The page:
Yesterday I uttered two words I have never said side by side in the same sentence: “Good IEP.” In all my years as a special needs mother, those two words are about as unlikely a duo as, “happy hemorrhoid” or “joyful jogging.” But there it was. My response to my husband’s query about our 20-year-old’s annual IEP review.
“It was good,” I repeated, still amazed these words had managed to come out of my mouth. The momentous announcement lacked only a heavenly chorus and maybe a celestial sign to adequately mark the occasion.
This, however, was a far cry from the way I felt only two weeks earlier on an anniversary bike trip gone terribly wrong. We had planned three (yes, three) whole nights away from our precious family to celebrate our 24th year of marriage. But by our second day, my husband and I found ourselves stranded at the end of a 9-hour grueling, uphill, against-the-wind marathon only to find ourselves (once at our B&B) fielding the angry, raging phone calls of our embattled teens until midnight.
Instead of finding peace in our long-anticipated retreat, we found stress, tears, and bottoms so sore we couldn’t sit on a sofa cushion without wincing. Worst of all, we wondered how we could extinguish the emotional fires that had erupted like Mount Vesuvius hundreds of miles away. It was a disaster.
Feasts. Famines. Ups. Downs.
In this roller coaster life, I try to live one day at a time. I have learned not to look too far ahead because invariably there will be heart-stopping dead-drops, loop-de-loops and disorienting twists and turns. And while some days are dreadful, somedays, like yesterday, are so very good.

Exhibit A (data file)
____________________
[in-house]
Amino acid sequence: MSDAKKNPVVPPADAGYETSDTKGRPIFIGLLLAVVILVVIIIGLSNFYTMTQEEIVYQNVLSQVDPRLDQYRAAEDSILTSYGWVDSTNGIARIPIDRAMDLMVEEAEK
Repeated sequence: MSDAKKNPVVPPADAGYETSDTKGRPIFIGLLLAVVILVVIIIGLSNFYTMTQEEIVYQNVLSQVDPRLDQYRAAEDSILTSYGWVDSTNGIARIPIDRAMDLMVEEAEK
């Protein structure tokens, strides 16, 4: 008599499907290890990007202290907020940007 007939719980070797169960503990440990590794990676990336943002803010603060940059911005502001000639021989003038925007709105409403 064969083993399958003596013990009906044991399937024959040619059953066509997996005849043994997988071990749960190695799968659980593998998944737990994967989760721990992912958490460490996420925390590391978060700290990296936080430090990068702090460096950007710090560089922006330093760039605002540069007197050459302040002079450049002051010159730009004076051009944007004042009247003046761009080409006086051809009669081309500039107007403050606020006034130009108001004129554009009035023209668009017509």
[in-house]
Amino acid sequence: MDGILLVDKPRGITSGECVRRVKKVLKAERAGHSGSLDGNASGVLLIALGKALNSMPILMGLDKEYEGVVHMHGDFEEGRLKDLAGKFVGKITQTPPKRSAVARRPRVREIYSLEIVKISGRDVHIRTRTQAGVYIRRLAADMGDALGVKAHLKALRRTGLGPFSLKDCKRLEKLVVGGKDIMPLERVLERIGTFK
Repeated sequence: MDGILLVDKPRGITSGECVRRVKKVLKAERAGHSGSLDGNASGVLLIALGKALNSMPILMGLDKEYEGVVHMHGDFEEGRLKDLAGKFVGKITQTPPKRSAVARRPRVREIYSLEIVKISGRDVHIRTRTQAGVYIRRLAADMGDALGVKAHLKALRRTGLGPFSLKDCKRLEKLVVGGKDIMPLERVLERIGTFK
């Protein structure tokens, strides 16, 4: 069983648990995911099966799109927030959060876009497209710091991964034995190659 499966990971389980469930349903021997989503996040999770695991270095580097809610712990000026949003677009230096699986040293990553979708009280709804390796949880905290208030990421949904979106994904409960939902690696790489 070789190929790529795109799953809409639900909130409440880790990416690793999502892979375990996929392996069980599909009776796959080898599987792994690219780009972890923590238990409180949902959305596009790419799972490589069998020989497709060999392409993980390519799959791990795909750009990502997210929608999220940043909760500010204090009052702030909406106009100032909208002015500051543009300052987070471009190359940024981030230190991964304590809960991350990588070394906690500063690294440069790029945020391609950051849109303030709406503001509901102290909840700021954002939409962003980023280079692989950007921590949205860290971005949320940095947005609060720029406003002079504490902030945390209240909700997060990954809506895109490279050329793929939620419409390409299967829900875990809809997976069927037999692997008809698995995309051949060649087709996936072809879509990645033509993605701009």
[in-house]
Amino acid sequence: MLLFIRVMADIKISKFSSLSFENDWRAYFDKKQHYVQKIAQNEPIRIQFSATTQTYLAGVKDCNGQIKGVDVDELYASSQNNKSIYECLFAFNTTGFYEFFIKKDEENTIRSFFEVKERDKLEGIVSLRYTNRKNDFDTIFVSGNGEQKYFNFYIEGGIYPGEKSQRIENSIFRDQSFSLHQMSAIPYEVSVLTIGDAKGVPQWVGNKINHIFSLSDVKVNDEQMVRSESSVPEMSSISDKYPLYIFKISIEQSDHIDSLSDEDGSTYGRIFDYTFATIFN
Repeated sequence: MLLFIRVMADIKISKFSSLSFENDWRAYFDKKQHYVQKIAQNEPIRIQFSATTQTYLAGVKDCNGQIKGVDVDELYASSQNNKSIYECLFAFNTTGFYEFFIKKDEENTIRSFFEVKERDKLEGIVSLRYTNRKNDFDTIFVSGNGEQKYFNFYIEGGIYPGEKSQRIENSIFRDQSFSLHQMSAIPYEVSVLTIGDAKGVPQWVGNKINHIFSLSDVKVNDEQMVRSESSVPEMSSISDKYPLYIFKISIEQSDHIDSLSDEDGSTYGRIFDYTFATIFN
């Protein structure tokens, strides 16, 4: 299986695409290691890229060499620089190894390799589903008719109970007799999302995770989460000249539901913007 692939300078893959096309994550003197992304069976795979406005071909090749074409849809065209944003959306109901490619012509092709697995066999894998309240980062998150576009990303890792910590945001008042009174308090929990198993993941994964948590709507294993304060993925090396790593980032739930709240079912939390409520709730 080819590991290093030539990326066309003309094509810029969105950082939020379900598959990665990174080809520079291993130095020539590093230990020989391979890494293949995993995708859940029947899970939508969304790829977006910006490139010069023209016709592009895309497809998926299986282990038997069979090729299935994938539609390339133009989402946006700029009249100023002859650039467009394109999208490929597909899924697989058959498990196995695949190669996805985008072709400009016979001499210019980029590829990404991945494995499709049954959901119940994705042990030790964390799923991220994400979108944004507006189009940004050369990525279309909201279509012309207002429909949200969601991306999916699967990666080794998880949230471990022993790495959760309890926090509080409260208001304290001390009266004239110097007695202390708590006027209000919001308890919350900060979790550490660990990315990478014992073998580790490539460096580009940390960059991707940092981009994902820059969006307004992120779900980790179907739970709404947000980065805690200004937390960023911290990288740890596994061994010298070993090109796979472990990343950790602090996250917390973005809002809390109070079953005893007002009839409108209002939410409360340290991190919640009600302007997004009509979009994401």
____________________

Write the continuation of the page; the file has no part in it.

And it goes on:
But one thing never changes, “…each day He carries us in his arms.” (Ps. 68:19)
When I read Psalm 68 this week, these words almost leapt off the page. Whether we can sense him or not, God carries us through IEP meetings, good and bad, through times of respite and times of head-splitting headache and heartache.
And David, as we all know, was no stranger to life’s headaches and heartaches. David pens in Psalms 68 about his troubles, saying, “Rise up, O God, and scatter your enemies,” (v.1) followed by a list off suggestions (just in case God could use some good ideas). But he doesn’t end there. He remembers to remember how God has carried him in times past.
I look back at how far our son has come after 14 years of IEP meetings and see the progress he and God have made, together. I look back and see waters God parted and how he honored our faltering steps of faith to walk where it didn’t always make sense or turn out as we expected. And it gives me hope for today. We are being carried.
And so are you.
Question: Looking back, where do you see the times God has carried you and your family? Whether feast or famine today, remember that the One who was able before, is the same One who is able to carry you now.
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